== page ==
And here's one recent example of mfr. concern per lug nut loosening:
(19,000 2013 Cadillacs recalled). link
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Old 02-22-2014, 08:03 PM   #23
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Good article, but I stand by my poo-pooing:

The article only estimates 750-1050 separations per year, about twice what the seller claims, and the SAE doesn't specify how many occurred on cars & light trailers vs. over the road trucks.

But the good piece of info in the SAE article is:

"The remedy to the wrong or lost clamping force is to have the wheel nuts re-torqued after a short driving distance. Although wheel separations are rare, they should be entirely preventable with re-torqueing."
In short, if they are put on right, and then re-torqued, they don't come off.....


And as long as none of us don't pull with a 2013 Cadillac, we should be safe.....and that sounds like an engineering problem anyway, but I will send a note to Can-Am, just in case.....

And again, the original claim didn't quote any known sources, hence my doubts.
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Old 02-25-2014, 01:11 PM   #24
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Warning, thread hijack:

When I used to ride a Gold Wing motorcycle, the one thing everyone agreed on was that if the rear wheel had to be removed to fix a puncture, the splines in the hub had to be lubricated before the wheel was replaced, if there was to be any hope of ever removing it again.

One Australian said that when he had a flat in the bush, he used Vegemite (an Australian national delicacy for spreading on bread/toast) and reckoned it did a better job than proper anti-seize compounds.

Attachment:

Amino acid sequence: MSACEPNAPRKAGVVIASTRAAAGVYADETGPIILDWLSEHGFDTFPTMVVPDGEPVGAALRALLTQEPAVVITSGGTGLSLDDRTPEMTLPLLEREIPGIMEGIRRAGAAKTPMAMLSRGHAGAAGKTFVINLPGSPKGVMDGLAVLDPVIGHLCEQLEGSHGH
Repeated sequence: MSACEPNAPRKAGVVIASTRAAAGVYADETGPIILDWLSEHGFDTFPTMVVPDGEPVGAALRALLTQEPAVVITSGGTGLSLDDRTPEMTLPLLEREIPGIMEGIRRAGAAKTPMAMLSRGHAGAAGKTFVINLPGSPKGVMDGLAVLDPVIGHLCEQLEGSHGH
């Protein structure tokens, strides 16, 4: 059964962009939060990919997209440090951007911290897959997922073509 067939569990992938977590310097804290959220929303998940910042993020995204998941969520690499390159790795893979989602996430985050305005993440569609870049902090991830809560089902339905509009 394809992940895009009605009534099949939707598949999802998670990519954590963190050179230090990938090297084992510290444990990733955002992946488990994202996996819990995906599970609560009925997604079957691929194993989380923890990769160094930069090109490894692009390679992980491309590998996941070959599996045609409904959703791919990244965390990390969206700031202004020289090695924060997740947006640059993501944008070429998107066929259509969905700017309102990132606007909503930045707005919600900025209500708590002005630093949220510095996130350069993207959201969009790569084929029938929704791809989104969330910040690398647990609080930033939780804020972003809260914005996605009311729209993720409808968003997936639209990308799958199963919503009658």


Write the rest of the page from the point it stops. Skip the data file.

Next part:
A British wag then responded that if Vegemite worked, Marmite (a similar British national delicacy for spreading on bread/toast) would work even better and pretty soon international war had broken out over the anti-seize properties of tangy spreads.

I would like to make clear I'm not suggesting peanut butter has any value as an anti-seize compound, but then again.......
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Old 02-25-2014, 02:54 PM   #25
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Peanut butter is PERFECT. Smooth is an anti-seize, crunchy is a thread lock material. Four out of Five moms agree.

Back side of an aluminum rim can weld itself with oxidation to the hub, have had to use a pretty heavy dead blow hammer to break that connection. So I am +1 on putting it there.

Torque, drive, then re-torque is solid advice, with or without anti-seize product. Proper initial torque not just driven on with impact driver at the shop is import if you don't want to be on the side of the road waiting for an air compressor and impact gun to change a tire.

I don't carry a 4 way tire tool in my camper, too bulky, what I do carry is a cheap needle type torque wrench and correct 6 sided socket for my lugs. Works as a heck of a breaker bar and allows tighten and re-check to repeatable if not precise torque.

I also generally use a tiny amount of anti-seize, pipe dope, or lubricant just to help prevent seizing but can't argue that it's somehow "better" just the way I was shown decades ago so I use it.
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Old 02-25-2014, 03:29 PM   #26
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Works as a heck of a breaker bar and allows tighten and re-check to repeatable if not precise torque.
I went to Canadian Tire site to search because I'm positive I read instructions to never use torque wrench as a breaker bar.
Couldn't find that instruction ( maybe it's with my wrench, in the car ), but I did learn that the 3/8" torque wrench from Canadian Tire is NOT to be used to torque lug nuts. Needs to be 1/2" torque wrench for lug nuts.
Since I don't have the receipt, and I'm sure mine is 3/8", I guess I now have an expensive breaker bar, since I've got no other use for it.
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Old 02-25-2014, 03:34 PM   #27
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Went out to the car to check instruction manual.
Whew! I have the 1/2" drive torque wrench.
And on the front page of the instruction manual, it says, "do not use as a breaker bar".
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Old 02-25-2014, 04:02 PM   #28
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I carry a 1/2" drive breaker bar and hex impact socket in all my vehicles.